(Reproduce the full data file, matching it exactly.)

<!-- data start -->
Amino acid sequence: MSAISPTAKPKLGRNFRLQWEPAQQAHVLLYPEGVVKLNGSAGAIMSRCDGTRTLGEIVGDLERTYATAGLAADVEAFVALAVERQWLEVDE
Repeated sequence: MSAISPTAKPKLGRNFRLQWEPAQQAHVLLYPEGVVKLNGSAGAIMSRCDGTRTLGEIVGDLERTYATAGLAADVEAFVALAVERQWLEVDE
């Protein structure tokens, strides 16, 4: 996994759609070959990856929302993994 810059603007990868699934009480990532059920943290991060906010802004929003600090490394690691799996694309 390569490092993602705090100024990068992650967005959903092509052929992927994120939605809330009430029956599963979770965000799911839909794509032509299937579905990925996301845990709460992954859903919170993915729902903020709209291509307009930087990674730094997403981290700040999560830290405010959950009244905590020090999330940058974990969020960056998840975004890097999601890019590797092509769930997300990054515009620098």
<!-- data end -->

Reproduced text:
Amino acid sequence: MSAISPTAKPKLGRNFRLQWEPAQQAHVLLYPEGVVKLNGSAGAIMSRCDGTRTLGEIVGDLERTYATAGLAADVEAFVALAVERQWLEVDE
Repeated sequence: MSAISPTAKPKLGRNFRLQWEPAQQAHVLLYPEGVVKLNGSAGAIMSRCDGTRTLGEIVGDLERTYATAGLAADVEAFVALAVERQWLEVDE
């Protein structure tokens, strides 16, 4: 996994759609070959990856929302993994 810059603007990868699934009480990532059920943290991060906010802004929003600090490394690691799996694309 390569490092993602705090100024990068992650967005959903092509052929992927994120939605809330009430029956599963979770965000799911839909794509032509299937579905990925996301845990709460992954859903919170993915729902903020709209291509307009930087990674730094997403981290700040999560830290405010959950009244905590020090999330940058974990969020960056998840975004890097999601890019590797092509769930997300990054515009620098």